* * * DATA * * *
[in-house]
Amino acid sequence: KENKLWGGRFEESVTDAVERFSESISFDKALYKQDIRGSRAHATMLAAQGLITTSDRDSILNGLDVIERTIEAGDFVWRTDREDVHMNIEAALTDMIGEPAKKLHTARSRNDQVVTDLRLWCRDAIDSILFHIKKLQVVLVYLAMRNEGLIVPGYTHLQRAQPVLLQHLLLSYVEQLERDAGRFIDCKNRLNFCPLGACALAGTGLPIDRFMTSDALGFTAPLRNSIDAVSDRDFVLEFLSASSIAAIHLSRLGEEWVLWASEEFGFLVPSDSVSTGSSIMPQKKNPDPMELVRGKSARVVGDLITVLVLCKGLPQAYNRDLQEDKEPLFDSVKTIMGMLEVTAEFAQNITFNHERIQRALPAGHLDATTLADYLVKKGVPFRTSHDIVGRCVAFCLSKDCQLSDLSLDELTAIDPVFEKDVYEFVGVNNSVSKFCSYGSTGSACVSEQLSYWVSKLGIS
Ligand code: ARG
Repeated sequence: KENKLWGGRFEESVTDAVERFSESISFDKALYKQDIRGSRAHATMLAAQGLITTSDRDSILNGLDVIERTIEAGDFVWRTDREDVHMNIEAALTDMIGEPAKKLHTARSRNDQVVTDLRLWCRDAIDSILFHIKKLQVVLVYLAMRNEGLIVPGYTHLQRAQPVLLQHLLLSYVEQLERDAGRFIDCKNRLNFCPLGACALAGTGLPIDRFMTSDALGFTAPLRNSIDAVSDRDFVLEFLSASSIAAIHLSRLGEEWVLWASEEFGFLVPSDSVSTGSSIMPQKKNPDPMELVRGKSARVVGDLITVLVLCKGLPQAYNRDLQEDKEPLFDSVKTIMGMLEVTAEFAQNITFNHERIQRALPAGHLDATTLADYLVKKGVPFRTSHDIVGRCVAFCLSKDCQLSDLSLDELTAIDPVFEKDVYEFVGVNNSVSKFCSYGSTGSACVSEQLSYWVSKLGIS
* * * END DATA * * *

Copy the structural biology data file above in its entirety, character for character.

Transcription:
[in-house]
Amino acid sequence: KENKLWGGRFEESVTDAVERFSESISFDKALYKQDIRGSRAHATMLAAQGLITTSDRDSILNGLDVIERTIEAGDFVWRTDREDVHMNIEAALTDMIGEPAKKLHTARSRNDQVVTDLRLWCRDAIDSILFHIKKLQVVLVYLAMRNEGLIVPGYTHLQRAQPVLLQHLLLSYVEQLERDAGRFIDCKNRLNFCPLGACALAGTGLPIDRFMTSDALGFTAPLRNSIDAVSDRDFVLEFLSASSIAAIHLSRLGEEWVLWASEEFGFLVPSDSVSTGSSIMPQKKNPDPMELVRGKSARVVGDLITVLVLCKGLPQAYNRDLQEDKEPLFDSVKTIMGMLEVTAEFAQNITFNHERIQRALPAGHLDATTLADYLVKKGVPFRTSHDIVGRCVAFCLSKDCQLSDLSLDELTAIDPVFEKDVYEFVGVNNSVSKFCSYGSTGSACVSEQLSYWVSKLGIS
Ligand code: ARG
Repeated sequence: KENKLWGGRFEESVTDAVERFSESISFDKALYKQDIRGSRAHATMLAAQGLITTSDRDSILNGLDVIERTIEAGDFVWRTDREDVHMNIEAALTDMIGEPAKKLHTARSRNDQVVTDLRLWCRDAIDSILFHIKKLQVVLVYLAMRNEGLIVPGYTHLQRAQPVLLQHLLLSYVEQLERDAGRFIDCKNRLNFCPLGACALAGTGLPIDRFMTSDALGFTAPLRNSIDAVSDRDFVLEFLSASSIAAIHLSRLGEEWVLWASEEFGFLVPSDSVSTGSSIMPQKKNPDPMELVRGKSARVVGDLITVLVLCKGLPQAYNRDLQEDKEPLFDSVKTIMGMLEVTAEFAQNITFNHERIQRALPAGHLDATTLADYLVKKGVPFRTSHDIVGRCVAFCLSKDCQLSDLSLDELTAIDPVFEKDVYEFVGVNNSVSKFCSYGSTGSACVSEQLSYWVSKLGIS